testdisk has a fancy interactive text-mode ncurses interface, and it can optionally display files and directories on found partitions, so you can make an educated guess about whether or not the partition has been identified correctly. However, the limited file listing is sometimes not reliable and can crash testdisk when the filesystem itself contains severe errors.

If you want to work on a file that was copied from the (defective) old disk rather than risk a change of the original, you can use the losetup method described in a later section and use one of the /dev/loop* devices for simulating a real disk.

I usually just write down the partition limits found by testdisk or gpart and do the real partitioning manually with sfdisk or fdisk, after making a backup of the original partition table blocks, as described in section 5.

5. (s)fdisk

sfdisk is often used in shell scripts to check and repartition a disk drive non-interactively. However, it can also create human-readable backups of both primary and extended partition tables. The command

sfdisk -uS -d /dev/sda > sda.sfdisk

will create an ASCII file that looks like the file shown in Listing 4.

Listing 4: sfdisk Output

01 # partition table of /dev/sda
02 unit: sectors
04 /dev/sda1 : start=       63, size=160649937, Id=83, bootable
05 /dev/sda2 : start=160650000, size=  8032500, Id=82
06 /dev/sda3 : start=168682500, size=319709565, Id=83
07 /dev/sda4 : start=        0, size=        0, Id= 0

Listing 4 displays the disk partitioning in sector units. You can easily recreate the partition table by feeding sda.sfdisk as input to sfdisk:

sfdisk < sda.sfdisk

fdisk is probably the best-known command-line tool for interactive partitioning tasks, and it has an output format that is easier to read, as you can see in Listing 5.

Listing 5: fdisk Output

01 fdisk -l /dev/sda
03 Disk /dev/sda: 250.1 GB, 250059350016 bytes
04 255 heads, 63 sectors/track, 30401 cylinders
05 Units = cylinders of 16065 * 512 = 8225280 bytes
06 Disk identifier: 0xabf319e9
08 Device Boot         Start         End      Blocks   Id  System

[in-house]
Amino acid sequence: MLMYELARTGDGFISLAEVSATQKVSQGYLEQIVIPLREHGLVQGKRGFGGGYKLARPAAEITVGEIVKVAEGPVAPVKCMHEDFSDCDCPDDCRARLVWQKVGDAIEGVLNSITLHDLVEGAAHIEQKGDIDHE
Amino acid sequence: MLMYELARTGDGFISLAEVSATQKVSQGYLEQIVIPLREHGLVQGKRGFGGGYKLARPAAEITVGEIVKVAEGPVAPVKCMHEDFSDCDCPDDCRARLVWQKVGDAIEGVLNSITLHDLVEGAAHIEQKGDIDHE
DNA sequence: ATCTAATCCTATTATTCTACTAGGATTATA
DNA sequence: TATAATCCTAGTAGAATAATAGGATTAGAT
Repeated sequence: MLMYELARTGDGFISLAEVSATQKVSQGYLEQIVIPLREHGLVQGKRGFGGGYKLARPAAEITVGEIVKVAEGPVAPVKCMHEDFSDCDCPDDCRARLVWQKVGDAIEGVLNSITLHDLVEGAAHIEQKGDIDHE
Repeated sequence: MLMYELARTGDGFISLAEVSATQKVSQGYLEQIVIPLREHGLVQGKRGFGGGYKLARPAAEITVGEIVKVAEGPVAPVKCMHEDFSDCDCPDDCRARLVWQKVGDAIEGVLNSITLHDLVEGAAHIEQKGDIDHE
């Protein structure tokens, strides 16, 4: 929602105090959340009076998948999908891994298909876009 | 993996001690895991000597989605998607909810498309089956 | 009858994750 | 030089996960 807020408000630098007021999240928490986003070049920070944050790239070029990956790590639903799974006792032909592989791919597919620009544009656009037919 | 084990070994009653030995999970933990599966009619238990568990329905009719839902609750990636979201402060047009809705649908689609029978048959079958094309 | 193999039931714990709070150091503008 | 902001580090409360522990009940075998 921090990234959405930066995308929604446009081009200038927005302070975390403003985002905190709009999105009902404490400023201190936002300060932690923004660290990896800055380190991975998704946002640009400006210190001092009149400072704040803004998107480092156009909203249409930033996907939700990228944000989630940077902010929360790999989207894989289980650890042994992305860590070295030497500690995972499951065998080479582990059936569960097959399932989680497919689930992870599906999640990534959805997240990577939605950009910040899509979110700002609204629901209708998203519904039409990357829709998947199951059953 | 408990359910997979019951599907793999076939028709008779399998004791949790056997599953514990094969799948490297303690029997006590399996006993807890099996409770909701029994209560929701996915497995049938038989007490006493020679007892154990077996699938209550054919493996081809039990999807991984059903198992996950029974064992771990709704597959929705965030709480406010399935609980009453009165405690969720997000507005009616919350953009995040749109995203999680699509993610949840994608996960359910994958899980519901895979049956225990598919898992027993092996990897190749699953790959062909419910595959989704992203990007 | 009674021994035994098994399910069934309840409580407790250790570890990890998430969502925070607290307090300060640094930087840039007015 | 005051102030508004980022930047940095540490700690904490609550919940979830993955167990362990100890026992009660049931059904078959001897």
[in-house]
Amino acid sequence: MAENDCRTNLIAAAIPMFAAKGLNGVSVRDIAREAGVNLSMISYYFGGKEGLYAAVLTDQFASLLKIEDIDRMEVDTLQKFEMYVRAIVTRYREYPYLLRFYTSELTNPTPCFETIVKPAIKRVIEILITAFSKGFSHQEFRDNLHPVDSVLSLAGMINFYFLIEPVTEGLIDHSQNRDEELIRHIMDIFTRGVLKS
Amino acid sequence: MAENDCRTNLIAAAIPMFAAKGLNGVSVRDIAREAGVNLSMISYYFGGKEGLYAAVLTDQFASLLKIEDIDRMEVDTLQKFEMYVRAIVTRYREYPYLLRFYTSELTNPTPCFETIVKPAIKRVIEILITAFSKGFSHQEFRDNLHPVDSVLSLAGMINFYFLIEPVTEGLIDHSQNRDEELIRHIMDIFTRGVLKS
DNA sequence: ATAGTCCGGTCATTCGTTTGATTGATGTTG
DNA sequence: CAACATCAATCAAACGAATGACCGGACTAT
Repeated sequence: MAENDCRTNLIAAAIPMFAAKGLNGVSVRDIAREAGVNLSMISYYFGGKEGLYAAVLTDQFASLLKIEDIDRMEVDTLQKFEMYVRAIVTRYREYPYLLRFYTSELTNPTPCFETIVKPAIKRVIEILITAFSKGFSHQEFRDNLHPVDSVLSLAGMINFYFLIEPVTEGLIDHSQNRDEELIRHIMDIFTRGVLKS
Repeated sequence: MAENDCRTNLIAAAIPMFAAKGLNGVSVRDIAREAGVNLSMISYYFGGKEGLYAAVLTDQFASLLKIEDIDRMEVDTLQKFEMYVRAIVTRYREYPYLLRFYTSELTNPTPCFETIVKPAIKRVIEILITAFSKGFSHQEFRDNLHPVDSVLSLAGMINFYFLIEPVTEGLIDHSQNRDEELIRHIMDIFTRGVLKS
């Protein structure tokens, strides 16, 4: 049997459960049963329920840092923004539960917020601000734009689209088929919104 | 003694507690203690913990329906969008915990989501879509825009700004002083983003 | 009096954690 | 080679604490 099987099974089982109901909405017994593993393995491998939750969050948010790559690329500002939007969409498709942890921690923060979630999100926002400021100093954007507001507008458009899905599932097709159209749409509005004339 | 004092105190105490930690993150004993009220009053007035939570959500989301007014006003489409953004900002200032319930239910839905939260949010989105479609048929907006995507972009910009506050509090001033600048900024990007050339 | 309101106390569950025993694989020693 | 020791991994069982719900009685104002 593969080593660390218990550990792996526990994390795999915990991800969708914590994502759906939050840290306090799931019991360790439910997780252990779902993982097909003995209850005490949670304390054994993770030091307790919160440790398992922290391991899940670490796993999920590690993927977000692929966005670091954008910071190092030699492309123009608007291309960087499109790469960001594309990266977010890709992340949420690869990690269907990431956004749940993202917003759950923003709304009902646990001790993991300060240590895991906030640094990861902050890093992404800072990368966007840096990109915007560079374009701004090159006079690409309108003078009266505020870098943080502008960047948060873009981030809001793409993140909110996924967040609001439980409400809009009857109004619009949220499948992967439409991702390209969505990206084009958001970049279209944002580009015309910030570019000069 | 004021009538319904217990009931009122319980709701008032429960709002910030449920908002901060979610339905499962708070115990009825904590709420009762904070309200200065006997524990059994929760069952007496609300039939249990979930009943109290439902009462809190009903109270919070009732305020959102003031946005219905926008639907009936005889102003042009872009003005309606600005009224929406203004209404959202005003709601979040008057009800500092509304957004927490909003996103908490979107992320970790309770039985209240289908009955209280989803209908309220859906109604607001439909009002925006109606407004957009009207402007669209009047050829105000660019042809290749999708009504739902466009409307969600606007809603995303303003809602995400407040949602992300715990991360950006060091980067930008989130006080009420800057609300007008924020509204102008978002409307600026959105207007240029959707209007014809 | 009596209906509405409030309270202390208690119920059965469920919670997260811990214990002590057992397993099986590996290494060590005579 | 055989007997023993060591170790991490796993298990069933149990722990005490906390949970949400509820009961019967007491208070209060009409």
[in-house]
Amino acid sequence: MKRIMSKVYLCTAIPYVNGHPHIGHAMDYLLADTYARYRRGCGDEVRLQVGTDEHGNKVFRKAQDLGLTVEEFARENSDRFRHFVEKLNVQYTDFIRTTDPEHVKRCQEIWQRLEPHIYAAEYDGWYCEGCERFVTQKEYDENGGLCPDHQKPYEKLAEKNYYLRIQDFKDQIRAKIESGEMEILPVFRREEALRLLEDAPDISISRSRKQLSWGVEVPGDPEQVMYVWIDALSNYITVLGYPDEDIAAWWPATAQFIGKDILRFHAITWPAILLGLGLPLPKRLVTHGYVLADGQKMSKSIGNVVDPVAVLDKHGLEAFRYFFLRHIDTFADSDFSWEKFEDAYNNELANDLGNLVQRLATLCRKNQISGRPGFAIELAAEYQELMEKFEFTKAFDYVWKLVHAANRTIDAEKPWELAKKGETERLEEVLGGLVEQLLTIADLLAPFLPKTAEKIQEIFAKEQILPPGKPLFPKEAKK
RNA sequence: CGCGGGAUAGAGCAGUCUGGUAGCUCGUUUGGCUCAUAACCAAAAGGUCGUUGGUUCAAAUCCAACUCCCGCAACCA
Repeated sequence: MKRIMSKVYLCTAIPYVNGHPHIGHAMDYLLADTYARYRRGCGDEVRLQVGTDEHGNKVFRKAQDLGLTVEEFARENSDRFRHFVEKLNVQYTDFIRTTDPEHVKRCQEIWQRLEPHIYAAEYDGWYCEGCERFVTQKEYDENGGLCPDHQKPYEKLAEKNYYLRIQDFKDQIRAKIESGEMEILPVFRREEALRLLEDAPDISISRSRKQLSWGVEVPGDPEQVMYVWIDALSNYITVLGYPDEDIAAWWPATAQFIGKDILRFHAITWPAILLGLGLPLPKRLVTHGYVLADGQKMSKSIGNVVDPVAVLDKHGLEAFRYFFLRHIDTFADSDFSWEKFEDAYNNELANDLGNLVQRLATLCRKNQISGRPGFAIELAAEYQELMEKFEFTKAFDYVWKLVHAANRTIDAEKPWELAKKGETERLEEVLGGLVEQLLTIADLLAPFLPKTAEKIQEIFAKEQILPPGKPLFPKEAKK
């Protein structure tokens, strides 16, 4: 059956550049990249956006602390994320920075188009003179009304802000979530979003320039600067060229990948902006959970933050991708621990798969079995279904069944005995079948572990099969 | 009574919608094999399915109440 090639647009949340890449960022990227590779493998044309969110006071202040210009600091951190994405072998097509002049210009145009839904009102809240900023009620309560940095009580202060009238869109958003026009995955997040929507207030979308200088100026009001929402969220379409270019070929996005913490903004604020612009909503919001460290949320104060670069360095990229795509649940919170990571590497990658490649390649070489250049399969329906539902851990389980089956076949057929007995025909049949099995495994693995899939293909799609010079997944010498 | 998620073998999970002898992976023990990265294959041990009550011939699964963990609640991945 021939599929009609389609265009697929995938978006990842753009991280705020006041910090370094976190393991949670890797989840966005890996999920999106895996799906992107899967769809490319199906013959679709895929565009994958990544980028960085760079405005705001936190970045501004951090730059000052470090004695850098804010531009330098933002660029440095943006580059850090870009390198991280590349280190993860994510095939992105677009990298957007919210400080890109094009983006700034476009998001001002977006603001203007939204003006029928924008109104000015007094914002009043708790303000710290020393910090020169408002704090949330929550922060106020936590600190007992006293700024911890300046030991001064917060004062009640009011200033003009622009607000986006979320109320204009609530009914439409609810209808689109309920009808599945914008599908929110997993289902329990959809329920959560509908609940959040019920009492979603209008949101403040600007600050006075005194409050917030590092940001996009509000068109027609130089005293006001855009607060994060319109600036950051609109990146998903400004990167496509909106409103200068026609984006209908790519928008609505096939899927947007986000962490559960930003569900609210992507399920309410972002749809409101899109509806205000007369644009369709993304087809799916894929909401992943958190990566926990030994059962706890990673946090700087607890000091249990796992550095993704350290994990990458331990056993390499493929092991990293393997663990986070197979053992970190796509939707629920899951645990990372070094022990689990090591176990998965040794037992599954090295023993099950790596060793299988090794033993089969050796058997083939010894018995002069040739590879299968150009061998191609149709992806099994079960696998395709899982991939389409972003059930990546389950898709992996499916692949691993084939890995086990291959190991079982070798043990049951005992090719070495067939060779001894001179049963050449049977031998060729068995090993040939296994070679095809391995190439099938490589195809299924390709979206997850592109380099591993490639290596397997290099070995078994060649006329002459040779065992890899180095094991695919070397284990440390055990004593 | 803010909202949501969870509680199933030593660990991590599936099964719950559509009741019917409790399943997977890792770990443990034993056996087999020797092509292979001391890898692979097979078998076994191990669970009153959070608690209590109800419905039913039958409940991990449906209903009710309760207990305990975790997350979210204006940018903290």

09 /dev/sda1   *           1       10000    80324968+  83  Linux
10 /dev/sda2           10001       10500     4016250   82  Linux swap / Solaris
11 /dev/sda3           10501       30401   159854782+  83  Linux

When called interactively with the fdisk /dev/sda command, fdisk provides a simple command-line menu that allows you to change partition and disk parameters, which are stored back to disk when leaving fdisk with the w command. Leaving with the q command will leave the partition table unchanged, so it's quite safe to first conduct all changes, check the results with p (print partition table), and then decide whether it's alright to save.

Both fdisk and sfdisk can work on files instead of disks, although for files, you need to tell fdisk the desired "disk geometry" first because this information cannot be gathered from a block device when you are just working with a file copy.

6. losetup and cryptoloop

Working with copies of the disk in the form of an image file makes more sense if you can tell Linux to handle the file as if it were a real disk, including the I/O controls, which are used to read geometry and partition sizes. For this feature, the loopback device kernel module (which has nothing to do with the network loopback lo comes in handy.

The loopback feature maps a file to one or more block devices in /dev/loop*. In this way, your system gets to see additional disks and partitions once the file is attached with the losetup command. For example,